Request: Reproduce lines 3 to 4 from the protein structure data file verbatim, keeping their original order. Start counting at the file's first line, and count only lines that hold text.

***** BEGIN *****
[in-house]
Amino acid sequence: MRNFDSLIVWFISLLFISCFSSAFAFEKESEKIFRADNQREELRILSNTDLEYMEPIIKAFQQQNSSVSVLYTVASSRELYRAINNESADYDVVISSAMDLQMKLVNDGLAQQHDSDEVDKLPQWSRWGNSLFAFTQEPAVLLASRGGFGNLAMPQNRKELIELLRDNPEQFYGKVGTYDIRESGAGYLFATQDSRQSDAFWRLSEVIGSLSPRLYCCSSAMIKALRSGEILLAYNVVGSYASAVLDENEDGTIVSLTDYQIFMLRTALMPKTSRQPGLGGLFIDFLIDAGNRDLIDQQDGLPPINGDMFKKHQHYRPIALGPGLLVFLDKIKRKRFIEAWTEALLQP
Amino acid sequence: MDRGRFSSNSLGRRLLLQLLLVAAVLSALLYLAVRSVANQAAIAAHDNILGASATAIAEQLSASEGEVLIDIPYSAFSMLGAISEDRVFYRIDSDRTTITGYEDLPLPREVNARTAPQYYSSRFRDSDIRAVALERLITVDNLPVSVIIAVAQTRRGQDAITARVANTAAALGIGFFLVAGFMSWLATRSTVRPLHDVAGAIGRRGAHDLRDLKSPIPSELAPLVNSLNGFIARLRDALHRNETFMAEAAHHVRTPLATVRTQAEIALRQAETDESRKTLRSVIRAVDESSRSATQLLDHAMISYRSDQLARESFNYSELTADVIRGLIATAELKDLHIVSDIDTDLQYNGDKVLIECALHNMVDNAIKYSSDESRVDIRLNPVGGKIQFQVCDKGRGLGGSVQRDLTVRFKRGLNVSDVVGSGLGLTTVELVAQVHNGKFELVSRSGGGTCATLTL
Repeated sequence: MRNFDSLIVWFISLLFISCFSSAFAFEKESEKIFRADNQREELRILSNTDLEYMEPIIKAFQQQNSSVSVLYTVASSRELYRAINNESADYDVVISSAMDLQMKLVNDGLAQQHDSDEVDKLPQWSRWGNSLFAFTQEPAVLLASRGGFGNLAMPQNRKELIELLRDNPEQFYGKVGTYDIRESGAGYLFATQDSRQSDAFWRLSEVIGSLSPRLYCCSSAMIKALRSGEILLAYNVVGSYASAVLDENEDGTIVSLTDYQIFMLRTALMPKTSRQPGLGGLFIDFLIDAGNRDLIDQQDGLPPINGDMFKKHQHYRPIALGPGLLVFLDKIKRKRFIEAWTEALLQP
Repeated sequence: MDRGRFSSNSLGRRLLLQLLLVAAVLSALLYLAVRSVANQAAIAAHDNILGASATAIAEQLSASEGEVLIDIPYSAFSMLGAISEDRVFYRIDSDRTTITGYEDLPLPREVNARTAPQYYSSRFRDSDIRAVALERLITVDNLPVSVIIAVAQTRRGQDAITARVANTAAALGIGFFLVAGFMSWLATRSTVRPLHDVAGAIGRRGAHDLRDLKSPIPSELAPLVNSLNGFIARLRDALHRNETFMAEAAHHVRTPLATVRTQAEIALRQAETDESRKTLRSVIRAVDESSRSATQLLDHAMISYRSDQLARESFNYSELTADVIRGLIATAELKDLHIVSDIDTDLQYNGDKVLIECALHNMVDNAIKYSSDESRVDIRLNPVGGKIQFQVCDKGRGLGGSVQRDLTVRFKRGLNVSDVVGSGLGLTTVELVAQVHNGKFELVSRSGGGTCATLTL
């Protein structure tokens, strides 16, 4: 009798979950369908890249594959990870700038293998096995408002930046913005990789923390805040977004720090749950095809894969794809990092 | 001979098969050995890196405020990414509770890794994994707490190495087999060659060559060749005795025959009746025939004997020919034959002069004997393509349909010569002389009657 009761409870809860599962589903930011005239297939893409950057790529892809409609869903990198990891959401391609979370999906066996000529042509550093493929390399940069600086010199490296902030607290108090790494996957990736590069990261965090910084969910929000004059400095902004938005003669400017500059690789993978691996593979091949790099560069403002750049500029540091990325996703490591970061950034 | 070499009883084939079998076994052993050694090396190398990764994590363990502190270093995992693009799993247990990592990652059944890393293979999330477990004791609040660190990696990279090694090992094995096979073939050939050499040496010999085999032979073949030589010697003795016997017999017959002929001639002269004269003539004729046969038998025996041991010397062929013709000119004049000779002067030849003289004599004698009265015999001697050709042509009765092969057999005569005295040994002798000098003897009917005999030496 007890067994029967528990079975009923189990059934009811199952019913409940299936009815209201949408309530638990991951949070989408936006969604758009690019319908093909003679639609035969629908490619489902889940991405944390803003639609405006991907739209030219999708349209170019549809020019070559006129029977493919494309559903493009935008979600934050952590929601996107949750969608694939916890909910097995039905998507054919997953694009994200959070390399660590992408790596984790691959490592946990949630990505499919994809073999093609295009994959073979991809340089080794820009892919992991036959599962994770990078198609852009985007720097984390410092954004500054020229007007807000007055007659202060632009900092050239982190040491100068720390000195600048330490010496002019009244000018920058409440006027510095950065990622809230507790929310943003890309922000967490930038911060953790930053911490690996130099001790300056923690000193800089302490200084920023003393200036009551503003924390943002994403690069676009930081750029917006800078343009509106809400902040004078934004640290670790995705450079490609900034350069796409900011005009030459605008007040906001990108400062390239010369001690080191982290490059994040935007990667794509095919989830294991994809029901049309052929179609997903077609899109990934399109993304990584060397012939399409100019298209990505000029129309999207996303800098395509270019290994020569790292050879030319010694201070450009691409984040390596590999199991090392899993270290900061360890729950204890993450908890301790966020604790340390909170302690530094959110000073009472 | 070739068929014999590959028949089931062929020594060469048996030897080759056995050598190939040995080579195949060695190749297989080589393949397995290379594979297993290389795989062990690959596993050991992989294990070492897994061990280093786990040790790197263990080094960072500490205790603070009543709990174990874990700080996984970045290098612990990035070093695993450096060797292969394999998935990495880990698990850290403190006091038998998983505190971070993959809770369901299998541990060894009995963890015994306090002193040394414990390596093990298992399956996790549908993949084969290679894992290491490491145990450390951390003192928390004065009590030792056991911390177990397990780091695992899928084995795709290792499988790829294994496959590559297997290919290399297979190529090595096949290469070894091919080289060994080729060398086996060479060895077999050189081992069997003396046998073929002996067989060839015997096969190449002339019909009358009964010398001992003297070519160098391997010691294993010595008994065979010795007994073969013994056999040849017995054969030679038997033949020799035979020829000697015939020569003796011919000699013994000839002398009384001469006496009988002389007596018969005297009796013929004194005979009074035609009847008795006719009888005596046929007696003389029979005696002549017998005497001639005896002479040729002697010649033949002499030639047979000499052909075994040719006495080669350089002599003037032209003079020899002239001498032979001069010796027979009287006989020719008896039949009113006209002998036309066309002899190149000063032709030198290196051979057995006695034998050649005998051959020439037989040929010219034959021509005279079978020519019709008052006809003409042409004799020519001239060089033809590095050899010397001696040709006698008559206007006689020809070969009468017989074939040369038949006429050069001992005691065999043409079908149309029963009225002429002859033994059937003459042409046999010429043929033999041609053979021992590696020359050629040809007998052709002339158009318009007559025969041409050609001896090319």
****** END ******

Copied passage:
Amino acid sequence: MDRGRFSSNSLGRRLLLQLLLVAAVLSALLYLAVRSVANQAAIAAHDNILGASATAIAEQLSASEGEVLIDIPYSAFSMLGAISEDRVFYRIDSDRTTITGYEDLPLPREVNARTAPQYYSSRFRDSDIRAVALERLITVDNLPVSVIIAVAQTRRGQDAITARVANTAAALGIGFFLVAGFMSWLATRSTVRPLHDVAGAIGRRGAHDLRDLKSPIPSELAPLVNSLNGFIARLRDALHRNETFMAEAAHHVRTPLATVRTQAEIALRQAETDESRKTLRSVIRAVDESSRSATQLLDHAMISYRSDQLARESFNYSELTADVIRGLIATAELKDLHIVSDIDTDLQYNGDKVLIECALHNMVDNAIKYSSDESRVDIRLNPVGGKIQFQVCDKGRGLGGSVQRDLTVRFKRGLNVSDVVGSGLGLTTVELVAQVHNGKFELVSRSGGGTCATLTL
Repeated sequence: MRNFDSLIVWFISLLFISCFSSAFAFEKESEKIFRADNQREELRILSNTDLEYMEPIIKAFQQQNSSVSVLYTVASSRELYRAINNESADYDVVISSAMDLQMKLVNDGLAQQHDSDEVDKLPQWSRWGNSLFAFTQEPAVLLASRGGFGNLAMPQNRKELIELLRDNPEQFYGKVGTYDIRESGAGYLFATQDSRQSDAFWRLSEVIGSLSPRLYCCSSAMIKALRSGEILLAYNVVGSYASAVLDENEDGTIVSLTDYQIFMLRTALMPKTSRQPGLGGLFIDFLIDAGNRDLIDQQDGLPPINGDMFKKHQHYRPIALGPGLLVFLDKIKRKRFIEAWTEALLQP